Let go of traditional strategies when it comes to IPv6 address planning

By on 20 Sep 2022

Category: Development

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As an enthusiastic IPv6 person who has talked passionately to customers on the subject for more than 14 years, it’s been refreshing to see that we’re moving away from the narrative of ‘nobody uses IPv6‘, which I last wrote about on this blog four years ago, to companies now seriously looking at deploying IPv6 in their networks.

However, I’m still confronted by the same questions, doubts, and ideas from IT administrators who try to use their IPv4 addressing knowledge to develop an IPv6 address plan. Whenever I’m confronted by these people, I start singing in my Elsa voice…

My husband doesn’t recommend I sing but it is warranted in the discussion of Unique Local Addresses (ULAs) and IPv6.

Let it go! Let it go.

When developing an IPv6 address plan you can choose between using Global Unicast Addresses (GUAs) or ULAs.

Using ULAs in IPv6 address planning is similar to IPv4 private network addressing. They can be used freely (without centralized registration) inside a single site or organization or spanning a limited number of sites or organizations. They are routable only within the scope of such private networks, but not in the global IPv6 Internet.

This makes ULAs sound as though they’re the easiest (most familiar) means to deploy IPv6 in your enterprise. However, as Nick Buraglio recently shared in his IETF 114 presentation, Unintended Operational Issues With ULA, it’s the opposite.

If you aren’t of the reading type, Nick was on the IPv6-buzz podcast recently, explaining that in a dual-stack environment ULAs break IPv6 traffic and have left us with the legacy protocol as a transport mechanism.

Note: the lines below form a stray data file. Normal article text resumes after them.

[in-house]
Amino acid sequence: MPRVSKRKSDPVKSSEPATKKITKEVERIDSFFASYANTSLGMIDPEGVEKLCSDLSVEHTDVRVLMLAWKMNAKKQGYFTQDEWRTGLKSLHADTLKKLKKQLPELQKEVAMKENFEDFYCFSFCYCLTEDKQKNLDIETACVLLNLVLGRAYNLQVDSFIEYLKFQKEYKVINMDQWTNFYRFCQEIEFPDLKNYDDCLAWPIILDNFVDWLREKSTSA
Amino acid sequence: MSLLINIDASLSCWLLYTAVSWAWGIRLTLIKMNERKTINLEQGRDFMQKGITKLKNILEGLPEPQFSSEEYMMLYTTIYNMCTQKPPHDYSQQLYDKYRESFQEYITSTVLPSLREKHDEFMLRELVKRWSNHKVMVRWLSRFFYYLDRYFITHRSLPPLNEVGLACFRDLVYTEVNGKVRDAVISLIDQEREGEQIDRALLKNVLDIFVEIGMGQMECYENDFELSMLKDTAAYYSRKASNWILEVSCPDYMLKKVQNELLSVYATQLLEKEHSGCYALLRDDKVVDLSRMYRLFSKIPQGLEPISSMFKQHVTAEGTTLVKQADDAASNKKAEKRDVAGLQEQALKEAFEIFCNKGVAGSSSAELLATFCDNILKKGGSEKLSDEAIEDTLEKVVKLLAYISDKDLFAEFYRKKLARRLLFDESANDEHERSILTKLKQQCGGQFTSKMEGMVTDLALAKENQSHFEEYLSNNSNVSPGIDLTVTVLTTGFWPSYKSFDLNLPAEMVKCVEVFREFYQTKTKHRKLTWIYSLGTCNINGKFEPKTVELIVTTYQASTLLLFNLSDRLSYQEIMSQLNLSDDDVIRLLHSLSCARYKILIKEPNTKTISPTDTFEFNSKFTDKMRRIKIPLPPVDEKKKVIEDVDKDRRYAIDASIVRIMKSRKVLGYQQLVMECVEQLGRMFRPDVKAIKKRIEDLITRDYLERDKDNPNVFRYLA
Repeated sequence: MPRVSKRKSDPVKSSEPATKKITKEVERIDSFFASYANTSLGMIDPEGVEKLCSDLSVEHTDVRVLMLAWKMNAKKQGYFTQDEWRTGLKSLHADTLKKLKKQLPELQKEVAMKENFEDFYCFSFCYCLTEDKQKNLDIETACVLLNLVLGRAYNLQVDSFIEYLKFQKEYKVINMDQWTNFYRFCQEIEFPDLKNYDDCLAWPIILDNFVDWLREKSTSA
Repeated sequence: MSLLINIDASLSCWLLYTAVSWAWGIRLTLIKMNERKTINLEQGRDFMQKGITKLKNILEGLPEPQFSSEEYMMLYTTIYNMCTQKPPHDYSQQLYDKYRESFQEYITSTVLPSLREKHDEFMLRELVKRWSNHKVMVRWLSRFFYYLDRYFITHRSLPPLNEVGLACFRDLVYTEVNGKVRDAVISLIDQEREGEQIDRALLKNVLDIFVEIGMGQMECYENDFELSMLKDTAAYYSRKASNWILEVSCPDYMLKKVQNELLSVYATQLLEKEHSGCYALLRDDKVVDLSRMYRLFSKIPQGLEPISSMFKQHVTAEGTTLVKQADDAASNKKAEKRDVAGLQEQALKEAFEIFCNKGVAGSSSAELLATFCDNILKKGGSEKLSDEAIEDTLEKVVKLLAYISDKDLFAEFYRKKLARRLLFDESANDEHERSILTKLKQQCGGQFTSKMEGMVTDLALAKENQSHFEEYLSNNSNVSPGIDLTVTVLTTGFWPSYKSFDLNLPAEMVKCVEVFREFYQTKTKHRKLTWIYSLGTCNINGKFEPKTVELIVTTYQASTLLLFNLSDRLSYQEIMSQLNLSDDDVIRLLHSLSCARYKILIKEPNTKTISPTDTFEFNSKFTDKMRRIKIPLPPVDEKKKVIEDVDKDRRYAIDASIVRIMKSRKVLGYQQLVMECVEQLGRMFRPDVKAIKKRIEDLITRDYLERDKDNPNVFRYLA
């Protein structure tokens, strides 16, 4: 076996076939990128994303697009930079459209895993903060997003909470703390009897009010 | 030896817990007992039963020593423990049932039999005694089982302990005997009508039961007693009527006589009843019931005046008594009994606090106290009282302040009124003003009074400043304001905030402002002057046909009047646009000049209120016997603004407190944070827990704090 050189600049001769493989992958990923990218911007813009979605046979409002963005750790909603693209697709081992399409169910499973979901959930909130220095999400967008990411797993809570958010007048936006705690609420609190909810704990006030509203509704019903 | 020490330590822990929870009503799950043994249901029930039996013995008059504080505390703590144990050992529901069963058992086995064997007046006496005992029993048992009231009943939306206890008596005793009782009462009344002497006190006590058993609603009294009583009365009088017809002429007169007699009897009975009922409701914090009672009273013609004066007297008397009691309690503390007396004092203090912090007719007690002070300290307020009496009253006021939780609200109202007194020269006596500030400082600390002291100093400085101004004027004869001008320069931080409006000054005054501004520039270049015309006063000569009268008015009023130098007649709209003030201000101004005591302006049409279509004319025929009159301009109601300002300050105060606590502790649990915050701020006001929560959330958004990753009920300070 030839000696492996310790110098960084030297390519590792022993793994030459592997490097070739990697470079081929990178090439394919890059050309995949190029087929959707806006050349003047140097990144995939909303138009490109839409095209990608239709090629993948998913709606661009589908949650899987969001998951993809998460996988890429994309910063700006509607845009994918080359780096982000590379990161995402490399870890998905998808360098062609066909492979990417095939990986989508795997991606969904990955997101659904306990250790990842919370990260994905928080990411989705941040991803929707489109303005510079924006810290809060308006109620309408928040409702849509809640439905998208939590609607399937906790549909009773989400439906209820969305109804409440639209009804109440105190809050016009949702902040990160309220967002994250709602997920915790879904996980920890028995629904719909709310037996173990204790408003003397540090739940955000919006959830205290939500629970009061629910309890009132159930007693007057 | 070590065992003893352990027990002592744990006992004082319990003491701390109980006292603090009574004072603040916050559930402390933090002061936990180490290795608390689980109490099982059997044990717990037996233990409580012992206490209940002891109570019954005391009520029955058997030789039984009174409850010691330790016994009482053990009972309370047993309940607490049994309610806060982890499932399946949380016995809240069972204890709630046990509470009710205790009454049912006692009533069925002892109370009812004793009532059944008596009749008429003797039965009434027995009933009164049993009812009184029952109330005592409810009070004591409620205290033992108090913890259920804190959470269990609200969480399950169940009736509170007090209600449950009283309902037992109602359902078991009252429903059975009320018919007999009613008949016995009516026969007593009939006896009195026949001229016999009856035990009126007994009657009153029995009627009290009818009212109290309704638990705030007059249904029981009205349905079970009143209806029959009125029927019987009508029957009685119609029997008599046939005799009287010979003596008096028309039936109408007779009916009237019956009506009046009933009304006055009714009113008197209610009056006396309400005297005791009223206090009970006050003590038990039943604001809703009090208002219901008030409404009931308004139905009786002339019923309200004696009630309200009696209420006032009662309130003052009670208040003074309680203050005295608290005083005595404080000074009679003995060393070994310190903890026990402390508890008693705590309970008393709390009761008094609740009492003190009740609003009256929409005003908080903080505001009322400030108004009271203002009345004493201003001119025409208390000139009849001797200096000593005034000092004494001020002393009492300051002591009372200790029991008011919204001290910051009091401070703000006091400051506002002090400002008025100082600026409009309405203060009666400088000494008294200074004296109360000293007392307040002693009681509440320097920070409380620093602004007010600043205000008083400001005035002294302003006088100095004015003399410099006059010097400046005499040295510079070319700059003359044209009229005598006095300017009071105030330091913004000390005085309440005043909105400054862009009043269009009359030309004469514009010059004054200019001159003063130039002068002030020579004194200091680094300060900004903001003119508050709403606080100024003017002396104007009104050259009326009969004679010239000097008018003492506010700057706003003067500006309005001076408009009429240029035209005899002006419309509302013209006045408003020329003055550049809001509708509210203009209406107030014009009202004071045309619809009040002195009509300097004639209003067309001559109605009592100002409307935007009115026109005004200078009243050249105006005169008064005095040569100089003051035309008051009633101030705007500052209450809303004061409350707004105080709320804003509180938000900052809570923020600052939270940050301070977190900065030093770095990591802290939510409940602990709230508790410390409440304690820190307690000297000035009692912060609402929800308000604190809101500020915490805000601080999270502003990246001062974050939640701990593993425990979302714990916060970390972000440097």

RFC 6724 also notes that using ULAs is less preferred when deploying IPv6, given that your ultimate goal should be to sunset your IPv4 usage, so the sooner you dip your toes into the world of IPv6-only the better.

Some might say ‘just make a new RFC to solve this issue’. However, this would easily take another 10 years, just because you want to run ULA.

So, should I never use ULAs in my network? 

IPv6-only networks provide a valid use case for ULAs but why would you make life difficult for yourself in the meantime given the widespread use of IPv6-only is decades away?

My advice is to just let go of the traditional ways that sought to conserve addresses. What’s not to like about starting fresh? We have enough addresses in IPv6, giving you the ability to reserve a massive block of GUAs that is only to be used internally, and has many associated benefits, including:

  • Not needing to use NAT
  • Easier to troubleshoot IPv6 issues
  • Not needing to avoid ULA address collisions
  • Your security perimeter will (still) be your firewall

What’s not to like about that?

Where do I start? 

There is tons of knowledge being published on IPv6, including via the IPv6@APNIC portal, including the APNIC Academy IPv6 addressing short course.

However, before you set on your journey to deploying IPv6, please say goodbye to your current address planning strategy.

Let it go! Let it go!

Nicole Wajer is a Technical Solutions Architect at Cisco.

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The views expressed by the authors of this blog are their own and do not necessarily reflect the views of APNIC. Please note a Code of Conduct applies to this blog.

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